Home' The Southern Cross : December 2015 Contents December 2015 Page 23
BEARING FRUIT: Students at St Brigid’s Catholic School, Evanston,
are eagerly awaiting 17 trees to bear their first summer fruits in the
school’s recently established orchard. The school is trying to live out
the eco-vision of Pope Francis in his environmental encyclical Laudato
Si’. The student environmental action group has relocated raised
vegetable beds to a central part of the school to highlight the school’s
green commitment and raise awareness. Waiting to be harvested are
capsicum, tomatoes, lettuce, beans and spinach. Composting and
worm farms are also used to help reduce landfill waste.
Australian and Adelaide United soccer star Awer
Mabil has enlisted the support of students at his
old school, St Columba College, to help with an
initiative called Barefoot to Boots which provides
football boots, shirts and balls to refugees in
With his older brother Awer Bul, former diplomat
Rachael West and businessman Ian Smith,
Awer has established Barefoot to Boots with
the backing of Qantas, FFA, UNHCR, UNICEF
Australia and the Australian Government.
Awer and his brother lived for many years in
Kakuma, the second largest refugee camp in
Kenya with around 180,000 refugees. They
returned there in 2014 with a few football shirts
and were overwhelmed by the response but also
the challenge of distributing a few items to so
They have been back to the camp with more
items and are planning to repeat the effort early
The Barefoot to Boots presentation to St
Columba middle school and year five students
provided an insight into the refugees’ living
conditions and how they are aiming to improve
their health, provide a greater sense of safety
particularly for girls and women, and bring
happiness to people.
Awer Mabil’s video message of thanks and
reflection about his days at St Columba, from
Denmark where he is currently playing for FC
Midtjylland, was “heartfelt and heart-warming”,
said head of middle school Christopher Spry.
“A big thank you must go to the students who
have already ‘kick-started’ our donations for
donating their used football/soccer boots on the
day,” he said.
Anyone who has football/soccer boots or shirts
they no longer need can bring them into the
student services desk at the Andrews Farm
TIS THE SEASON TO BE JOLLY: Blackfriars Priory School Early
Learning Centre students (L-R) Diesel and Tate took part in a
nativity play last month to remind students, parents and staff that
the Christmas story is alive and well among the school’s smallest
community members. Dozens of angels and Christmas elves narrated
the story of Joseph and Mary travelling to Bethlehem and finding no
room in the inn before the couple took shelter in a stable and gave
birth to baby Jesus. The school spread Christmas cheer across
Prospect with a community Mass and Carols Night on November 23.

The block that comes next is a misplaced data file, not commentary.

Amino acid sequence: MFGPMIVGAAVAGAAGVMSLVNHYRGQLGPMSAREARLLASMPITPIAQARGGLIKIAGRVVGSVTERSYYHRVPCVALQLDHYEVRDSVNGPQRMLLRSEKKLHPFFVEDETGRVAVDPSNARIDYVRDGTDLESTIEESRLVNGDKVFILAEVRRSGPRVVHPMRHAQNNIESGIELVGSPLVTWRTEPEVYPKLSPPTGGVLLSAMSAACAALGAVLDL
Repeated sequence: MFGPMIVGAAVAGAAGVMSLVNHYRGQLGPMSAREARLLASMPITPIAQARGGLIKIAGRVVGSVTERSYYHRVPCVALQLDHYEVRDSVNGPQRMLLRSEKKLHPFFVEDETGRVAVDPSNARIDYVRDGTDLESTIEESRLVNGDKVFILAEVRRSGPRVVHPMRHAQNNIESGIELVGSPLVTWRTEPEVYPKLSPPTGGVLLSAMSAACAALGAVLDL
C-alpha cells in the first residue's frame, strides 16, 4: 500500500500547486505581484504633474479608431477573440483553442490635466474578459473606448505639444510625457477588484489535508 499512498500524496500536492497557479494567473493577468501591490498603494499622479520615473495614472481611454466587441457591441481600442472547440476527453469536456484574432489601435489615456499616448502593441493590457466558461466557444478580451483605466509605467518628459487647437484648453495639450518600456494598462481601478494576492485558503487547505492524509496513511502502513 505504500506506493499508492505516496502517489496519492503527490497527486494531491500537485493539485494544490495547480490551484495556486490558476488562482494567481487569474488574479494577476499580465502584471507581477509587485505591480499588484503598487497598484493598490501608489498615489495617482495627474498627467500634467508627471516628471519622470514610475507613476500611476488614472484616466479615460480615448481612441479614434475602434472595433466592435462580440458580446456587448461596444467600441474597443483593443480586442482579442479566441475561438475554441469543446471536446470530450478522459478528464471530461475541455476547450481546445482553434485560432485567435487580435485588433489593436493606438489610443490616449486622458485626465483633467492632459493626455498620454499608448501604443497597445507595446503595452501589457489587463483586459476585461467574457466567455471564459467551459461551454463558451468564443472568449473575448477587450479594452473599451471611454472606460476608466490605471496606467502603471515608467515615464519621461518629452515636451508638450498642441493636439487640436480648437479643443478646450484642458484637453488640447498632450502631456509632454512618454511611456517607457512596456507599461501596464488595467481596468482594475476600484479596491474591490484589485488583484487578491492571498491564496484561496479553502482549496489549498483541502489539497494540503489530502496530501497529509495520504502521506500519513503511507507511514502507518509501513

GEARING UP: Rachel West, Ian Smith and Awer Bul visited St Columba College to promote the
need for second-hand sporting gear for the Barefoot to Boots project. They are pictured with
students Bor Mabil and Abiel Mabil.
Old boots kicking goals
YUM YUM: Our Lady of the Sacred Heart College students (L-R) Cuc Huynh and Han Nguyen
were among 65 students to compete in the College’s annual International Masterchef cooking
competition, which has run for the past four years. The cooking competition aims to showcase
the culinary delights of some of the 50 different cultures represented in the school community.
Twelve teams competed this year – each with a $25 budget to cook a meal within two hours.
Secret family recipes and authentic cultural dishes were put to the taste test in a shared buffet
dinner of Indian curries, Afghan vegetarian samosas, Vietnamese noodles, aromatic kebabs
and Korean dumplings. In the end, the Masterchef Wok trophy was claimed by the Spice Girls
for their curry, handmade roti, and caramel panna cotta with hand-spun toffee.
Teaching the Old Testament to five
and six year olds can be a tough
But a traditional Advent custom
has been embraced this year at St
Michael’s College Primary Campus,
bringing scripture to life for one
Teacher Cathie Gaffney last month
introduced the concept of the
Jesse Tree to her class. The class
took part in a special service at
St Francis Xavier’s Cathedral on
November 29 to mark the start of
Ms Gaffney said students had
spent most of November learning
about the crucial moments that led
to Jesus’ birth and then drawing
symbols about that scripture to
hang on the classroom Jesse tree.
“Many children know well the
Christmas story but few know
what came before the birth of baby
Jesus,” said Ms Gaffney.
The special service at the Cathedral
also included the blessing of
Christmas cribs made by children or
brought by families from home.
Families of recently baptised
children were invited this year to join
in the special blessing.
Among them were Kris and Maria
Paglia with five-month-old daughter
Alessia, who was baptised at the
Cathedral in November.
Mrs Paglia said the blessing
ceremony was a very special
occasion for the family.
“Alessia was a long time in the
making and for us she is a gift and
to be part of this service is a real
honour,” she said.
The annual blessing was introduced
by Adelaide Archbishop Philip
Wilson more than 10 years ago to
refocus Christmas festivities on the
birth of Christ.
It replicates a similar event held in
St Peter’s Square in Rome by the
Pope for Italian children.
Bible prepares children
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